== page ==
I’m a firm believer that one of the best ways to get a true sense of local culture in almost any city or village is to explore its markets. Bring your energy, a curious and open mind, a few dollars and your best bargaining skills if you’re interested in picking up a few (or many!) local goods or fresh food – and of course, your camera and lots of smiles.
As in many Asian cities, markets are plentiful and a prominent part of Ho Chi Minh City’s culture. The best known and most frequently visited is Ben Thanh Market in downtown District 1 – a short and cheap taxi ride from most downtown hotels. While the original version of this market dates back to the mid-1800s, its current incarnation was established in the early 1900s.
It’s a sprawling indoor/outdoor market offering a seemingly endless variety of housewares, fabrics, casual clothing, and tsotchkes, small cafes and food stalls where you can often watch vendors prepare food to order, and even a flower market and ‘wet market’ (for those less familiar, this includes fresh meat, fish, fruits, and vegetables).
Vendors vary in aggressiveness, but overall, you’ll find that no one will be ‘in your face’. Most are actually quite content to let you browse in peace.
I suggest visiting twice if you have time. Once in the daytime, to experience the busy market at its peak and everything I mentioned above. If you can’t make it there early in the morning, not to worry – you’ll still be able to enjoy lunch or snacks onsite, and the market buzzes all day long. Extend your walk to the nearby streets – Le Loi and others also offer relatively inexpensive goods in regular storefronts and boutiques.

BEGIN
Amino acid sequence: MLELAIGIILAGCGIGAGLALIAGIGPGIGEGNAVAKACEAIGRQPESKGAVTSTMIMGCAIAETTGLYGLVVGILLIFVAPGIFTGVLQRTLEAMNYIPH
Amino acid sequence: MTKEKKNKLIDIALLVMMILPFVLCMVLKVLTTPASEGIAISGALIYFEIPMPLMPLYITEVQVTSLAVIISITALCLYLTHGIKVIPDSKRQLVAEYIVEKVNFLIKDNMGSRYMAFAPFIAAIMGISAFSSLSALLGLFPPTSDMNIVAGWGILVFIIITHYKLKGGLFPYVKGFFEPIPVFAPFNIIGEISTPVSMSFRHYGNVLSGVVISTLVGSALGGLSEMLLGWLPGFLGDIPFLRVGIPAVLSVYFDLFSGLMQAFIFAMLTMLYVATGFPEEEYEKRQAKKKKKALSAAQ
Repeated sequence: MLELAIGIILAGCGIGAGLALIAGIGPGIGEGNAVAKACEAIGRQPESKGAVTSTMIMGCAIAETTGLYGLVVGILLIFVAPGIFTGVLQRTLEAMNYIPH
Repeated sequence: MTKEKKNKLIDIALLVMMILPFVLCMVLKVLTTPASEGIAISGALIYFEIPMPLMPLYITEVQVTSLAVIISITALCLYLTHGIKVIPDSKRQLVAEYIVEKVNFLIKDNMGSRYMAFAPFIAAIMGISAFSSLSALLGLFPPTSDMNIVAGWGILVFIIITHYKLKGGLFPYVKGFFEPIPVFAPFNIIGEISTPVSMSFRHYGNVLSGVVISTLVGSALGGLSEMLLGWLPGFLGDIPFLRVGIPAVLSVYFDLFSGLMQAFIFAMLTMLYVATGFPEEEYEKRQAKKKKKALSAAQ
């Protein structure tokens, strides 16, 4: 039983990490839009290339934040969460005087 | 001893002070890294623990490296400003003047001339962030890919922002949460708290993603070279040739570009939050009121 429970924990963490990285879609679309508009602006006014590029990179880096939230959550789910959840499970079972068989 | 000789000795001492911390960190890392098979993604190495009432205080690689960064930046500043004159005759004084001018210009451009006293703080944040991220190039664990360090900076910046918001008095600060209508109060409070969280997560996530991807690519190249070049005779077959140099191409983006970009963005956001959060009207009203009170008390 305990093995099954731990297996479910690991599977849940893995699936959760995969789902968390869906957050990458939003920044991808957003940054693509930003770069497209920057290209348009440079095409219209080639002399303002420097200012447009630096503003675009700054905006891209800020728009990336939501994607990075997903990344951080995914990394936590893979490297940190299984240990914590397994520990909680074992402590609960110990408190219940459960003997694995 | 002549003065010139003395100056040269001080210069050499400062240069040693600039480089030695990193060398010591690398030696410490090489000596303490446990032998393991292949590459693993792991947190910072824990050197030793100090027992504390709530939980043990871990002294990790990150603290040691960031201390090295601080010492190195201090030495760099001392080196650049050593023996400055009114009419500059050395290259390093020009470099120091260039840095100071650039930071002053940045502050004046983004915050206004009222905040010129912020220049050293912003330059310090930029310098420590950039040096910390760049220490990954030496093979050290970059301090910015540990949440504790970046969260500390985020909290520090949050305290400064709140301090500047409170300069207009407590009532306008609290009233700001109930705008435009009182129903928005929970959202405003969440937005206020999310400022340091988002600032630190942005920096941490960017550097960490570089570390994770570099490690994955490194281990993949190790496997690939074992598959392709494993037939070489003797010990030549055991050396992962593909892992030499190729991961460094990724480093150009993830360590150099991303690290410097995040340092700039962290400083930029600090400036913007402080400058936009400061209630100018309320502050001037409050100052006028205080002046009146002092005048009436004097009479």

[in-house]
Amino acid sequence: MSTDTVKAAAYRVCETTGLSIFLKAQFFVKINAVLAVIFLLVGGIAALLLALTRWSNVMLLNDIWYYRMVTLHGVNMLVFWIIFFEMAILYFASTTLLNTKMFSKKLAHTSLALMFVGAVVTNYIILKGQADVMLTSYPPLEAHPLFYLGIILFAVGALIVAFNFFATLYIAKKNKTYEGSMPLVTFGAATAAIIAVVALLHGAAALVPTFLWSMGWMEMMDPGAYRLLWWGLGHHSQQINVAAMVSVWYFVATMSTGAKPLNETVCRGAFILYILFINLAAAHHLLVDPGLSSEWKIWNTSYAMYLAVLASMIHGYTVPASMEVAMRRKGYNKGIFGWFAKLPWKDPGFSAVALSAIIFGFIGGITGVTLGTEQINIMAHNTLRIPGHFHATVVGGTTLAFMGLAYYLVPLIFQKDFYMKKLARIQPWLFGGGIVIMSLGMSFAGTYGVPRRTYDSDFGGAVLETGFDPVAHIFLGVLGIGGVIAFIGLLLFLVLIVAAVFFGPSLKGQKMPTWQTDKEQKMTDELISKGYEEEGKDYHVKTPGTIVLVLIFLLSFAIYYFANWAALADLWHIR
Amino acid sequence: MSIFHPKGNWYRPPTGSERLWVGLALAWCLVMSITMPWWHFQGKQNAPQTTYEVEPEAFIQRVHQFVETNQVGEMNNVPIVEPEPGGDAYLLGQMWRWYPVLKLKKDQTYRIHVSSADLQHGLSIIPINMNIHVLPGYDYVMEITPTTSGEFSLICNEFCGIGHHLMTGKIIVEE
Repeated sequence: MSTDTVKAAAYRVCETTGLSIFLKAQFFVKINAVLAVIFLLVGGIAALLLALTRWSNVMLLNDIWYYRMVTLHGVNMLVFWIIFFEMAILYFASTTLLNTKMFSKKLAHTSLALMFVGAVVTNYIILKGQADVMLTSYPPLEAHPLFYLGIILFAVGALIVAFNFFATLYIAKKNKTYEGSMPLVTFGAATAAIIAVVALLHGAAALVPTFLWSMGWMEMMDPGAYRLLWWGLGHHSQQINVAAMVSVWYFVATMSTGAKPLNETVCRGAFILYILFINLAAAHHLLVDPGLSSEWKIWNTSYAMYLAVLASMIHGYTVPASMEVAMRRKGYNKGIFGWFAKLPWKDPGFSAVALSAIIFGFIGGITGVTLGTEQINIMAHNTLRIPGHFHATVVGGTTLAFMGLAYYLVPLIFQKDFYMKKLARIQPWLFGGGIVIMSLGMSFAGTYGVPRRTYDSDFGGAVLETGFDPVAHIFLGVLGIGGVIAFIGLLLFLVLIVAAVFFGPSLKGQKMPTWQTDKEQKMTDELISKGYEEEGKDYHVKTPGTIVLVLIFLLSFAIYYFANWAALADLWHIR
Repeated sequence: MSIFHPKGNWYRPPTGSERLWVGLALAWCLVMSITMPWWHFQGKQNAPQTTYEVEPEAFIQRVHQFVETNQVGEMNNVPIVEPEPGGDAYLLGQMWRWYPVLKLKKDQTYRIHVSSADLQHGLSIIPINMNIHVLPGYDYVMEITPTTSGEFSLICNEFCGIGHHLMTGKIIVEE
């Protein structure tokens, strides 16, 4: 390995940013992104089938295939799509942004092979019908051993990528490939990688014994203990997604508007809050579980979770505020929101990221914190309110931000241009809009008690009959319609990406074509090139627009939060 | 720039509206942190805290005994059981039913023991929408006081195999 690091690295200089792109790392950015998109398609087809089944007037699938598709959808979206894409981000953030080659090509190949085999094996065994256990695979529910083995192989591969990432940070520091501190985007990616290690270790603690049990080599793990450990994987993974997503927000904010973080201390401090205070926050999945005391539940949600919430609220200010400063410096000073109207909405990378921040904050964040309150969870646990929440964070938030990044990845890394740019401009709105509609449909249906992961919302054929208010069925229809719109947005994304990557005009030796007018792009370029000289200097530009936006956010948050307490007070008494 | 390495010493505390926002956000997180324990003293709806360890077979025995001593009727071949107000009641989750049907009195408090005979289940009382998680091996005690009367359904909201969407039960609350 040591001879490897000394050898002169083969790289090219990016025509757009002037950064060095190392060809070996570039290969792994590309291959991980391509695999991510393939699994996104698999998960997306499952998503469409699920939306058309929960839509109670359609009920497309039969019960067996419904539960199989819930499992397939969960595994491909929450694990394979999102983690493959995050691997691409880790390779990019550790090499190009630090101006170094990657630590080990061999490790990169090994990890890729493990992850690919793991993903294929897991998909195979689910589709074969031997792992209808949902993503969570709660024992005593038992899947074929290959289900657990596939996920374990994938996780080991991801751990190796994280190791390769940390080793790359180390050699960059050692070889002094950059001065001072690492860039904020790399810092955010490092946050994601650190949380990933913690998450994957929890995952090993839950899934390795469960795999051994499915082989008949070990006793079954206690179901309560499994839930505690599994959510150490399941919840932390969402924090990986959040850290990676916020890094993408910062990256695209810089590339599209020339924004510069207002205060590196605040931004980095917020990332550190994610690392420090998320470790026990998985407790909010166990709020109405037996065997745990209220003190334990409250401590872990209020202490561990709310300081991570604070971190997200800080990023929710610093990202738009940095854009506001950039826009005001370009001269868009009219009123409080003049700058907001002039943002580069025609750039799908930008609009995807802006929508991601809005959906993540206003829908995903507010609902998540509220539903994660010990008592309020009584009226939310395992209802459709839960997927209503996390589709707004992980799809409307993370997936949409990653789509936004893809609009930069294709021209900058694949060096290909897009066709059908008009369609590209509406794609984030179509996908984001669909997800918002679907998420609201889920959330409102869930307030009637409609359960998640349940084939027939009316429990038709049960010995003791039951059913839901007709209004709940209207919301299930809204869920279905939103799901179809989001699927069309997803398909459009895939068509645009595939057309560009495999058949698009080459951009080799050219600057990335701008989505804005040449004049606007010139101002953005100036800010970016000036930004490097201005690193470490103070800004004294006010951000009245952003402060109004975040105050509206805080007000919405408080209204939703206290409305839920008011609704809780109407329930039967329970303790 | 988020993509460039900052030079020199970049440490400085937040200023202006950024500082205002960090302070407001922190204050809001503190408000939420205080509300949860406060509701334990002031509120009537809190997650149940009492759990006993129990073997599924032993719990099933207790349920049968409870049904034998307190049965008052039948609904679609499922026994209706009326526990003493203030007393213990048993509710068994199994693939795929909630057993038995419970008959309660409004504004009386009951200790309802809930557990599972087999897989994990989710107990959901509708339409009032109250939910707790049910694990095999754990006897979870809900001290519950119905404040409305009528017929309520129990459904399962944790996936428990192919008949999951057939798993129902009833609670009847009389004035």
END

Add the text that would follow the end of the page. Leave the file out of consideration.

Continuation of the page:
Then return in the evening to be treated to another visual and culinary feast! After sunset, vendors set up food stalls outdoors, often with large open stovetops and grills, sometimes with casual seating available. Of course, pho is to be had, but there are also lovely skewers of meat and various rice dishes – plus the ubiquitous, somewhat touristy, but still refreshing, coconut water in the shell to wash it all down. You can even find ice cream carts if you’re craving something sweet to finish off your meal. And if you haven’t yet satisfied your shopping urges, some vendors still sell casual clothing, lanterns, and other small goods at nighttime. On the outskirts of the market, you may come across some disabled vendors selling goods such as ‘handcut’ paper cards – if you’re interested, be kind and support them.
Ben Thanh is one of numerous markets in the area, so if you love markets, save some energy (and your appetite) for others! Stay tuned for future posts on the fascinating Binh Tay market in Ho Chi Minh City’s Chinatown (also known as Cholon) and more enchanting experiences that await you!